Monday, June 14, 2021

Attempts To Rewrite Jalil Al Amin's Story Ignore His Violent History

 "Violence is a part of America's culture. It is as American as cherry pie...If America don't come around, we're going to burn America down."                                  These are the words of a young African American man known as H. Rap Brown. What began as a life involved in the nonviolent civil rights movement spiraled downward to violent crime and murder.  Brown's trajectory to a life a violent crime rapidly increased after he left the Black Panther Party. He was arrested in 1971 for armed robbery in New York City and sentenced to prison. He converted to the Dar ul Islam movement,while in Attica Following his conversion he changed his name to Jamil Al-Amin.  He was arrested in 2000 for the shooting death of Deputy Ricky Kinchen.  Courts found "substantial physical evidence" linking Jamil Al-Amin to the 2000 murder of Atlanta deputy Ricky Kinchen trying to serve an arrest warrant. But an Islamic Circle of North America branch casts Al-Amin as a persecuted civil rights leader.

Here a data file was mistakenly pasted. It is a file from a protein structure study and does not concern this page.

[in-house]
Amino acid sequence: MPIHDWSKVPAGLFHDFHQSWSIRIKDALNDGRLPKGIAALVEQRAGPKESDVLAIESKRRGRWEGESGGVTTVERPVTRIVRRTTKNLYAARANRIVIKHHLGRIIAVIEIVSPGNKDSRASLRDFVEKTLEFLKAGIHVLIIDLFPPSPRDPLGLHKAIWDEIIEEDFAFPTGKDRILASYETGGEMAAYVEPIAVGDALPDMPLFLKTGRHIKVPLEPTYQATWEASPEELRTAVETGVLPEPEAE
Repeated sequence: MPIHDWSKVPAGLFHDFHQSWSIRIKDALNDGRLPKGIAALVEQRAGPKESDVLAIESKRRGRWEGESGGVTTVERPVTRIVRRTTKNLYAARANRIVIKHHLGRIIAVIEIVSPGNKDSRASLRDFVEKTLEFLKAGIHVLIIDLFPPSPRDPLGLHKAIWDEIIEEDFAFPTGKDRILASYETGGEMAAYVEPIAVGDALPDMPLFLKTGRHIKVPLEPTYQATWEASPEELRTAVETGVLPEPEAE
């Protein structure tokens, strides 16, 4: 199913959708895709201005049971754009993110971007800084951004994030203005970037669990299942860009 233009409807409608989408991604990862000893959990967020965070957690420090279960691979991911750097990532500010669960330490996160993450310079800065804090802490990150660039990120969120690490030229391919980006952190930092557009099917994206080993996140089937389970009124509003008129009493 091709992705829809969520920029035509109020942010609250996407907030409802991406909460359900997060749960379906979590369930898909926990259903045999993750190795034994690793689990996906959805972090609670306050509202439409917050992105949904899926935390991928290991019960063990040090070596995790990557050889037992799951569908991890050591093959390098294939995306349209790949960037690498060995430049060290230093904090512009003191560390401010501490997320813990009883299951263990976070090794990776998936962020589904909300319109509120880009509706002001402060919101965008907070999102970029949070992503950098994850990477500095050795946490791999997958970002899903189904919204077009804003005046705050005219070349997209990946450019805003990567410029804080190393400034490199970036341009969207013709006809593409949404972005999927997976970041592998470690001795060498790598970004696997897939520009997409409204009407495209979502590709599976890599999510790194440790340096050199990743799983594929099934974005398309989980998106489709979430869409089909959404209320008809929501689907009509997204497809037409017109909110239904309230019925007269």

"If you're asking me if I ever considered him a hero or a valuable contributor to the civil rights movement, my answer is definitely no,"  (David Kinchen, brother of slain officer)                                  

National Peace Officers Memorial Day was marked last month. Initiated by President Kennedy in 1962, it honors those law enforcement officers who were killed or wounded in the line of duty.  Attempts to re-write Jamil Al-Amin's story is an insult to Deputy Kinchen's memory.  Read More in IPT News...